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Body mass index and mortality in patients with schizophrenia spectrum disorders: a cohort study in a South London catchment area

Research output: Contribution to journalArticlepeer-review

Jianhua Chen, Gayan Perera, Hitesh Shetty, Matthew Broadbent, Robert Stewart

Original languageEnglish
Article numbere100819
Pages (from-to)1-9
Number of pages9
JournalGeneral Psychiatry
Issue numbere100819
Accepted/In press30 Sep 2022
Published4 Nov 2022

Bibliographical note

Funding Information: RS is part-funded by: (1) the National Institute for Health Research (NIHR) Biomedical Research Centre at the South London and Maudsley NHS Foundation Trust and King’s College London; (2) the National Institute for Health Research (NIHR) Applied Research Collaboration South London (NIHR ARC South London) at King’s College Hospital NHS Foundation Trust; (3) the DATAMIND HDR UK Mental Health Data Hub (MRC grant MR/W014386). JC is part-funded by: King's College London-K C Wong Postdoctoral Fellowships, Shanghai Youth Top-notch Talent Support Program, Shanghai Municipal Education Commission-Gaofeng Clinical Medicine Grant Support, Shanghai Key Laboratory of Psychotic Disorders (13dz2260500), Shanghai Clinical Research Centre for Mental Health (19MC1911100), Program of Shanghai Academic/Technology Research Leader (21XD1423300), and Shanghai Pujiang Program (21PJD063). GP is funded by the NIHR Biomedical Research Centre at South London and Maudsley NHS Foundation Trust and King's College London. Publisher Copyright: ©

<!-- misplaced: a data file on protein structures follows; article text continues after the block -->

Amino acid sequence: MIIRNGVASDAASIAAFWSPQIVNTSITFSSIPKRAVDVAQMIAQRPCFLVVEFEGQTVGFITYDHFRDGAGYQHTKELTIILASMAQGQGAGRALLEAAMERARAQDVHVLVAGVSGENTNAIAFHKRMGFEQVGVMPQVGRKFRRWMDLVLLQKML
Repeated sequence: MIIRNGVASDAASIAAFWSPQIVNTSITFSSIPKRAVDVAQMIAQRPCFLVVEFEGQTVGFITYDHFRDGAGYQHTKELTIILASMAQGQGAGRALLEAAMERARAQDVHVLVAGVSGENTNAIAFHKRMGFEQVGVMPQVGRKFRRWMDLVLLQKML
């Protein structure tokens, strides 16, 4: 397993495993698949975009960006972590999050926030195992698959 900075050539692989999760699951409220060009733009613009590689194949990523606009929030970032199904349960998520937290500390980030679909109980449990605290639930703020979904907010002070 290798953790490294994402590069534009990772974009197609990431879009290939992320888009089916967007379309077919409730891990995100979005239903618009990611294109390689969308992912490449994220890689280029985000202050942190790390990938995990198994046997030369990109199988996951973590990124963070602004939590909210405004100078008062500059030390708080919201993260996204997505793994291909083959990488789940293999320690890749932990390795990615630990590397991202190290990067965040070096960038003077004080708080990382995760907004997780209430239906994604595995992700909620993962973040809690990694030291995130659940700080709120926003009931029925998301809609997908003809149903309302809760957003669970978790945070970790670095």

King's Authors


People with schizophrenia have a high premature mortality risk. Obesity is a key potential underlying risk factor that is relatively unevaluated to date.
In this study, we investigated the associations of routinely recorded body size with all-cause mortality and deaths from common causes in a large cohort of people with schizophrenia spectrum disorders.
We assembled a retrospective observational cohort using data from a large mental health service in South London. We followed all patients over the age of 18 years with a clinical diagnosis of schizophrenia spectrum disorders from the date of their first recorded body mass index (BMI) between 1 January 2007 and 31 March 2018.
Of 11 900 patients with a BMI recording, 1566 died. The Cox proportional hazards regression models, after adjusting for sociodemographic, socioeconomic variables and comorbidities, indicated that all-cause mortality was only associated with underweight status compared with healthy weight status (hazard ratio (HR): 1.33, 95%confidence interval (CI): 1.01 to 1.76). Obesity (HR: 1.24, 95% CI: 1.01 to 1.52) and morbid obesity (HR: 1.54, 95% CI: 1.03 to 2.42) were associated with all-cause mortality in the 18–45 years age range, and obesity was associated with lower risk (HR: 0.66, 95% CI: 0.50 to 0.87) in those aged 65+ years. Cancer mortality was raised in underweight individuals (HR: 1.93, 95% CI: 1.03 to 4.10) and respiratory disease mortality raised in those with morbid obesity (HR: 2.17, 95% CI: 1.02 to 5.22).
Overall, being underweight was associated with higher mortality in this disorder group; however, this was potentially accounted for by frailty in older age groups, and obesity was a risk factor for premature mortality in younger ages. The impact of obesity on life expectancy for people with schizophrenia spectrum disorders is clear from our findings. A deeper biological understanding of the relationship between these diseases and schizophrenia will help improve clinical practice.

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